[Ger-Poland-Volhynia] HAVICUS name origin

Günther Böhm GHBoehm at ish.de
Fri Jul 12 03:05:36 PDT 2002

Hello Judy, Rose & Gerald,
HAVICUS is definitely an attempted latinization of the Lower Saxonian 
HAVEK or Netherlands HAVIK, which means in high German Habicht, in 
English hawk (the bird of prey). Several variants of the name arise in 
Westphalian (Soest) evangelic parish registers in late 17th, in the 
Netherlands (Haarlem) in early 17th and in Lower Saxony (Hildesheim) in 
11th century. Though there are also some events of HAVEK in Bohemia 
(diminutive form of the Czech name HAVIL [see Czech president]), the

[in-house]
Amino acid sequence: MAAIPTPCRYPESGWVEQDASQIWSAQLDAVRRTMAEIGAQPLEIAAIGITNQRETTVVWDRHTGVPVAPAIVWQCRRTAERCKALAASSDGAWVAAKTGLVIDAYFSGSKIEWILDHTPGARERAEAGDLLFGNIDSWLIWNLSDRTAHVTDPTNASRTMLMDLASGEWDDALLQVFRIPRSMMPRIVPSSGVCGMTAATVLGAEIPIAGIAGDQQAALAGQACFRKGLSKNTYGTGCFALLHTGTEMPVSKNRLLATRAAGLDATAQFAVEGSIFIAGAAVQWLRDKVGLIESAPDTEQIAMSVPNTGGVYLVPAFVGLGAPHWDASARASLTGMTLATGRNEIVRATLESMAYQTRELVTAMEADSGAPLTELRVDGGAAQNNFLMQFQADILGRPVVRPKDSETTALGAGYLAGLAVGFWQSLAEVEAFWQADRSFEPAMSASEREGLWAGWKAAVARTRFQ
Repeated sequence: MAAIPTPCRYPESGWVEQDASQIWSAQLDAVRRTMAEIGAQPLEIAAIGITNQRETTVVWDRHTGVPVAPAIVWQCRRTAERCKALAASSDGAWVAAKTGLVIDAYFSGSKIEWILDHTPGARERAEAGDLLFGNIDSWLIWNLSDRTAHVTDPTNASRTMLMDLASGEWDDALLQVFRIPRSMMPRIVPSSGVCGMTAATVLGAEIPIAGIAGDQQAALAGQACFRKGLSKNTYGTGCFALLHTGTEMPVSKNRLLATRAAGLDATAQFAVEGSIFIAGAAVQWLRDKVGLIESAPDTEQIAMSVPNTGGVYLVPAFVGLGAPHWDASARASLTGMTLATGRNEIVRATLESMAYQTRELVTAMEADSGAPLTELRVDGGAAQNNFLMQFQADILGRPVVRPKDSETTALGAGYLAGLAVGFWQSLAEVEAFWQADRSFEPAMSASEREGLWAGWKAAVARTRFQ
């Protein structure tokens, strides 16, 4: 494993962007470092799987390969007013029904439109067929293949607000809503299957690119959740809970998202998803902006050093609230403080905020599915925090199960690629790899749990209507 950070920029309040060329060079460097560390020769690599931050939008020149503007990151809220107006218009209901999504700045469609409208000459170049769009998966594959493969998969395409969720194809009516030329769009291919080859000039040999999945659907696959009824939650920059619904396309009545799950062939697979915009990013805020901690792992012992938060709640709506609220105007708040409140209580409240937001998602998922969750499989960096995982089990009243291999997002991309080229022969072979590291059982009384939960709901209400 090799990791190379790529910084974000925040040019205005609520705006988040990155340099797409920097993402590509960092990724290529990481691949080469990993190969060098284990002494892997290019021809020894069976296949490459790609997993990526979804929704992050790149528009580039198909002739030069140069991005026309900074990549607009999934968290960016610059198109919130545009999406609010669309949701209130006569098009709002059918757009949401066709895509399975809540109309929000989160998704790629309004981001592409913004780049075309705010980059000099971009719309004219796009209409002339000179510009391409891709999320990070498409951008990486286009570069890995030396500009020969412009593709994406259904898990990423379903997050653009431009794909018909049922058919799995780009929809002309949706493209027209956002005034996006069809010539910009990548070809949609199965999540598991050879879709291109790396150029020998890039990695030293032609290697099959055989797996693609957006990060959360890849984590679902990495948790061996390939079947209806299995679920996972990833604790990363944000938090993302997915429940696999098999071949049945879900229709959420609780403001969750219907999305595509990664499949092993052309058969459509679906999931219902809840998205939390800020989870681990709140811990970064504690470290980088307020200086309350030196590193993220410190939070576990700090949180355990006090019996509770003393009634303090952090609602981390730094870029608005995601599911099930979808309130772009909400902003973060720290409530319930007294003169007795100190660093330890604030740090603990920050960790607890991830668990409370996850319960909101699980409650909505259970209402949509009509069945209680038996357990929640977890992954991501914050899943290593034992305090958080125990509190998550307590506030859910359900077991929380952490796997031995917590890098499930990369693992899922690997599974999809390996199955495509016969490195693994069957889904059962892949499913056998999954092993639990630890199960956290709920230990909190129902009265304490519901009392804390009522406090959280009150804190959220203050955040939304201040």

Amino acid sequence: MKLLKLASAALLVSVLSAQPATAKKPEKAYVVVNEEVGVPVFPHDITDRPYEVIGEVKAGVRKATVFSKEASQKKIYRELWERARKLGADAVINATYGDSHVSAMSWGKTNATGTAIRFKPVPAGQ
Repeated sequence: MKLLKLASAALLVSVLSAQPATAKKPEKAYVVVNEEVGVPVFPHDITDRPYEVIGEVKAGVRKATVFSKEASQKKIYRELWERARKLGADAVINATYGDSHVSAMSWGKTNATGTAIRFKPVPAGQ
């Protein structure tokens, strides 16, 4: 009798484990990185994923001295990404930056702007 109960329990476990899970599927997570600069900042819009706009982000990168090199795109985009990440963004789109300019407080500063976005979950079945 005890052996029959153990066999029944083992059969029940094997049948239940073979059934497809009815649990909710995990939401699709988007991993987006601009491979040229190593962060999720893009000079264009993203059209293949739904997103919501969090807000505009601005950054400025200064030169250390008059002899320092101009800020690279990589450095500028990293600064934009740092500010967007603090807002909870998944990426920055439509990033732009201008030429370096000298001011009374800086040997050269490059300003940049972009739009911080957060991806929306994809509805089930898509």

events in Lower Saxony are uncomparingly more numerous.

In short story of the name origin of the knight's castle of HABIGHORST 
near Eschede, district of Celle, Ludwig Ohlendorf writes in his book 
"The Lower Saxonian Patriciate and its Origin", Hannover and Leipzig 
1910: "A certain Conradus ACCIPITER (accipiter Latin = hawk, in Lower 
Saxonian HAVEK) leads a number of ministeriales of St. Michael in 
Hildesheim. Yet before 1093 he is called HEVECO, after 1093 Conrad HAVEK."

The genesis of the German name Habicht:
Old High German = habuh
Middle High German = habech, habich
Old Saxonian = habuk
Middle Lower German = haavek
Middle Netherlands = haavik
Netherlands = havik

from Hilden, Germany

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